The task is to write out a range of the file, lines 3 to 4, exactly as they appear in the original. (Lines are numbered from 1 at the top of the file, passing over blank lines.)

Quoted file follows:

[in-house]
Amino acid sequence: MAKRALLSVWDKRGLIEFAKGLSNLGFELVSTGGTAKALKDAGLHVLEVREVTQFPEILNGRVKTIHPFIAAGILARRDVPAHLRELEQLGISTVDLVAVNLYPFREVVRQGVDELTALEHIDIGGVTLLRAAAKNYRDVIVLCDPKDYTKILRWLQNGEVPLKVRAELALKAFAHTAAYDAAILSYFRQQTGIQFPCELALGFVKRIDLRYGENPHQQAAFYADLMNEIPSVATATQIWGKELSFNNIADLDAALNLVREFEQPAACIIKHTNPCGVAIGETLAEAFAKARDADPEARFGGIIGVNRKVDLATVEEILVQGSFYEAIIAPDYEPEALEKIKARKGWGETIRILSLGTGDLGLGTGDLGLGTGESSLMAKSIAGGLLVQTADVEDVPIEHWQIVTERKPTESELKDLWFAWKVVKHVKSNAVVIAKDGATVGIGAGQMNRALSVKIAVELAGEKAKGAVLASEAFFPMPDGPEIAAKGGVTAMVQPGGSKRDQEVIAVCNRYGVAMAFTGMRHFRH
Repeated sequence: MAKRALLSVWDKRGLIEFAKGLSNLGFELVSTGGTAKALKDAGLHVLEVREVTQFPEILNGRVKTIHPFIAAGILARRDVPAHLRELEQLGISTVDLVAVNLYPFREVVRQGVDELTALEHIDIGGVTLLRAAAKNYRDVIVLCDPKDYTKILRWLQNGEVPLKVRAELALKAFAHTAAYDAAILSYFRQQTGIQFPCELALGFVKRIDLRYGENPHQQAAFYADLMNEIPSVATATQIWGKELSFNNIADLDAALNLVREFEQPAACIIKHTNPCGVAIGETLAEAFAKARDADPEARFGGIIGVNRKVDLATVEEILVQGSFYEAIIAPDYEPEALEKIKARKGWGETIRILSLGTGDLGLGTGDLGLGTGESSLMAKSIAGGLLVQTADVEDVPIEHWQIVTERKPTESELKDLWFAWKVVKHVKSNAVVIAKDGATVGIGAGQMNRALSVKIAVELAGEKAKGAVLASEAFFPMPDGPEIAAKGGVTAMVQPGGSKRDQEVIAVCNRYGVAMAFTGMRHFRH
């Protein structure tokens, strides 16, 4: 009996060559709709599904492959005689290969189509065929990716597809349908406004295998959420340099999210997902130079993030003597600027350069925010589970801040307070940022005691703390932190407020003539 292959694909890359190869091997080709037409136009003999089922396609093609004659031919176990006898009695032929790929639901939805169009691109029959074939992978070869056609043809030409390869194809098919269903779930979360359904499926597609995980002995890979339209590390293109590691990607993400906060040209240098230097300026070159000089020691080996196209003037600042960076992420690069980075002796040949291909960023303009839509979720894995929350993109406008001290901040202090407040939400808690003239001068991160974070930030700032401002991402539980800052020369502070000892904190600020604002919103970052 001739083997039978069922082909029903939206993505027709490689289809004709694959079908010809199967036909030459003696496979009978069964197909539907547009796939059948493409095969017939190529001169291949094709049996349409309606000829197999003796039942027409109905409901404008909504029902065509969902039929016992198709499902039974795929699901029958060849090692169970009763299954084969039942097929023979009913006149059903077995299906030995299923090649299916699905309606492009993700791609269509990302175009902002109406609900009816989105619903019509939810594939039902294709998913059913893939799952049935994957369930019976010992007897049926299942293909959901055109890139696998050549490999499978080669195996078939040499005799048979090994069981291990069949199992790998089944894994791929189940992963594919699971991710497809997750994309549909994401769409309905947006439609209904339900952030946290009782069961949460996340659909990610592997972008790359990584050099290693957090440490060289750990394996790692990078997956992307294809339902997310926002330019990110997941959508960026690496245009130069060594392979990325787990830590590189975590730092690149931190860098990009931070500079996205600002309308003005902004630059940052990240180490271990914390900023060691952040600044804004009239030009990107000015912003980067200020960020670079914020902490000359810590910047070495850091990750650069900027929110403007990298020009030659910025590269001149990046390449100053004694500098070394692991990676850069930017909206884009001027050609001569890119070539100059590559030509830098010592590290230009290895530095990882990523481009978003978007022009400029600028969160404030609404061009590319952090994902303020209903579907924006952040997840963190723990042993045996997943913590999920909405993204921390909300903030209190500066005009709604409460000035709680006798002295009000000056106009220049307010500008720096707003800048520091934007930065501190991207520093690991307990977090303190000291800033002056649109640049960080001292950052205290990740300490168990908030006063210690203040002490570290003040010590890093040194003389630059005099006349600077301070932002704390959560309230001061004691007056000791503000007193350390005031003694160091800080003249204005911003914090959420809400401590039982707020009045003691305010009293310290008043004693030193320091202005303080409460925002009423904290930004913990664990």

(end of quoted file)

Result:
Repeated sequence: MAKRALLSVWDKRGLIEFAKGLSNLGFELVSTGGTAKALKDAGLHVLEVREVTQFPEILNGRVKTIHPFIAAGILARRDVPAHLRELEQLGISTVDLVAVNLYPFREVVRQGVDELTALEHIDIGGVTLLRAAAKNYRDVIVLCDPKDYTKILRWLQNGEVPLKVRAELALKAFAHTAAYDAAILSYFRQQTGIQFPCELALGFVKRIDLRYGENPHQQAAFYADLMNEIPSVATATQIWGKELSFNNIADLDAALNLVREFEQPAACIIKHTNPCGVAIGETLAEAFAKARDADPEARFGGIIGVNRKVDLATVEEILVQGSFYEAIIAPDYEPEALEKIKARKGWGETIRILSLGTGDLGLGTGDLGLGTGESSLMAKSIAGGLLVQTADVEDVPIEHWQIVTERKPTESELKDLWFAWKVVKHVKSNAVVIAKDGATVGIGAGQMNRALSVKIAVELAGEKAKGAVLASEAFFPMPDGPEIAAKGGVTAMVQPGGSKRDQEVIAVCNRYGVAMAFTGMRHFRH
């Protein structure tokens, strides 16, 4: 009996060559709709599904492959005689290969189509065929990716597809349908406004295998959420340099999210997902130079993030003597600027350069925010589970801040307070940022005691703390932190407020003539 292959694909890359190869091997080709037409136009003999089922396609093609004659031919176990006898009695032929790929639901939805169009691109029959074939992978070869056609043809030409390869194809098919269903779930979360359904499926597609995980002995890979339209590390293109590691990607993400906060040209240098230097300026070159000089020691080996196209003037600042960076992420690069980075002796040949291909960023303009839509979720894995929350993109406008001290901040202090407040939400808690003239001068991160974070930030700032401002991402539980800052020369502070000892904190600020604002919103970052 001739083997039978069922082909029903939206993505027709490689289809004709694959079908010809199967036909030459003696496979009978069964197909539907547009796939059948493409095969017939190529001169291949094709049996349409309606000829197999003796039942027409109905409901404008909504029902065509969902039929016992198709499902039974795929699901029958060849090692169970009763299954084969039942097929023979009913006149059903077995299906030995299923090649299916699905309606492009993700791609269509990302175009902002109406609900009816989105619903019509939810594939039902294709998913059913893939799952049935994957369930019976010992007897049926299942293909959901055109890139696998050549490999499978080669195996078939040499005799048979090994069981291990069949199992790998089944894994791929189940992963594919699971991710497809997750994309549909994401769409309905947006439609209904339900952030946290009782069961949460996340659909990610592997972008790359990584050099290693957090440490060289750990394996790692990078997956992307294809339902997310926002330019990110997941959508960026690496245009130069060594392979990325787990830590590189975590730092690149931190860098990009931070500079996205600002309308003005902004630059940052990240180490271990914390900023060691952040600044804004009239030009990107000015912003980067200020960020670079914020902490000359810590910047070495850091990750650069900027929110403007990298020009030659910025590269001149990046390449100053004694500098070394692991990676850069930017909206884009001027050609001569890119070539100059590559030509830098010592590290230009290895530095990882990523481009978003978007022009400029600028969160404030609404061009590319952090994902303020209903579907924006952040997840963190723990042993045996997943913590999920909405993204921390909300903030209190500066005009709604409460000035709680006798002295009000000056106009220049307010500008720096707003800048520091934007930065501190991207520093690991307990977090303190000291800033002056649109640049960080001292950052205290990740300490168990908030006063210690203040002490570290003040010590890093040194003389630059005099006349600077301070932002704390959560309230001061004691007056000791503000007193350390005031003694160091800080003249204005911003914090959420809400401590039982707020009045003691305010009293310290008043004693030193320091202005303080409460925002009423904290930004913990664990």